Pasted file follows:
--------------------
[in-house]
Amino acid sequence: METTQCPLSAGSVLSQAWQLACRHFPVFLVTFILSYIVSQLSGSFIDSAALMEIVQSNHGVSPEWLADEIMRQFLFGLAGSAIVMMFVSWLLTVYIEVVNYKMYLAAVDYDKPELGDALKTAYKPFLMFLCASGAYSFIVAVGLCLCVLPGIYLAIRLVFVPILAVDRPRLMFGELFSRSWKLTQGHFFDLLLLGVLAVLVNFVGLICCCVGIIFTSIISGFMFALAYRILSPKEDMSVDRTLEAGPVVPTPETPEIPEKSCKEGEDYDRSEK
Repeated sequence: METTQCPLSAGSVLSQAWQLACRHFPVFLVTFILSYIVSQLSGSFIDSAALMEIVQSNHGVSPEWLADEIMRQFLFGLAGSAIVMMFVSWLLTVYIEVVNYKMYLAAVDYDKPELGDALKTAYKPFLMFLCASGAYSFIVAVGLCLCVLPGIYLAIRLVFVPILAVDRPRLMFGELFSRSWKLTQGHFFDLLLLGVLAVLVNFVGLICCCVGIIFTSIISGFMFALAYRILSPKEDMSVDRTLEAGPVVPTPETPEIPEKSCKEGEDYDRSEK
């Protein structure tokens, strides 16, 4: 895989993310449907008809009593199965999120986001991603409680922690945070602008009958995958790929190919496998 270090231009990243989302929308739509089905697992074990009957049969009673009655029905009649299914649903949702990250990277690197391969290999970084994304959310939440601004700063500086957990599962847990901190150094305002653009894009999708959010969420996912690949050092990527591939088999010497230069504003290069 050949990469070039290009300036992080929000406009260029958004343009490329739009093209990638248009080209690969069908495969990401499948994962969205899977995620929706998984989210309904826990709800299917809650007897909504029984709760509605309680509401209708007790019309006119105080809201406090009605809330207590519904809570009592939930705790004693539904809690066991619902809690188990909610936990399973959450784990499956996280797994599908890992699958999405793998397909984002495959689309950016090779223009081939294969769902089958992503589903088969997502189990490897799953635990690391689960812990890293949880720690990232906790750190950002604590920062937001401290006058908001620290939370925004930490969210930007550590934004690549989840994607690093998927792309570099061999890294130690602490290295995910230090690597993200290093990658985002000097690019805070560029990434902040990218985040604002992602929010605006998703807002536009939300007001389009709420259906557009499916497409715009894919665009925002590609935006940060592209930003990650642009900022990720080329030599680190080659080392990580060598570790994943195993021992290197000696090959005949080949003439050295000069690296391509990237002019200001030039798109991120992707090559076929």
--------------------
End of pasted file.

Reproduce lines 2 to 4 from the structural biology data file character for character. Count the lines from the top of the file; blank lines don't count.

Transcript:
Amino acid sequence: METTQCPLSAGSVLSQAWQLACRHFPVFLVTFILSYIVSQLSGSFIDSAALMEIVQSNHGVSPEWLADEIMRQFLFGLAGSAIVMMFVSWLLTVYIEVVNYKMYLAAVDYDKPELGDALKTAYKPFLMFLCASGAYSFIVAVGLCLCVLPGIYLAIRLVFVPILAVDRPRLMFGELFSRSWKLTQGHFFDLLLLGVLAVLVNFVGLICCCVGIIFTSIISGFMFALAYRILSPKEDMSVDRTLEAGPVVPTPETPEIPEKSCKEGEDYDRSEK
Repeated sequence: METTQCPLSAGSVLSQAWQLACRHFPVFLVTFILSYIVSQLSGSFIDSAALMEIVQSNHGVSPEWLADEIMRQFLFGLAGSAIVMMFVSWLLTVYIEVVNYKMYLAAVDYDKPELGDALKTAYKPFLMFLCASGAYSFIVAVGLCLCVLPGIYLAIRLVFVPILAVDRPRLMFGELFSRSWKLTQGHFFDLLLLGVLAVLVNFVGLICCCVGIIFTSIISGFMFALAYRILSPKEDMSVDRTLEAGPVVPTPETPEIPEKSCKEGEDYDRSEK
């Protein structure tokens, strides 16, 4: 895989993310449907008809009593199965999120986001991603409680922690945070602008009958995958790929190919496998 270090231009990243989302929308739509089905697992074990009957049969009673009655029905009649299914649903949702990250990277690197391969290999970084994304959310939440601004700063500086957990599962847990901190150094305002653009894009999708959010969420996912690949050092990527591939088999010497230069504003290069 050949990469070039290009300036992080929000406009260029958004343009490329739009093209990638248009080209690969069908495969990401499948994962969205899977995620929706998984989210309904826990709800299917809650007897909504029984709760509605309680509401209708007790019309006119105080809201406090009605809330207590519904809570009592939930705790004693539904809690066991619902809690188990909610936990399973959450784990499956996280797994599908890992699958999405793998397909984002495959689309950016090779223009081939294969769902089958992503589903088969997502189990490897799953635990690391689960812990890293949880720690990232906790750190950002604590920062937001401290006058908001620290939370925004930490969210930007550590934004690549989840994607690093998927792309570099061999890294130690602490290295995910230090690597993200290093990658985002000097690019805070560029990434902040990218985040604002992602929010605006998703807002536009939300007001389009709420259906557009499916497409715009894919665009925002590609935006940060592209930003990650642009900022990720080329030599680190080659080392990580060598570790994943195993021992290197000696090959005949080949003439050295000069690296391509990237002019200001030039798109991120992707090559076929």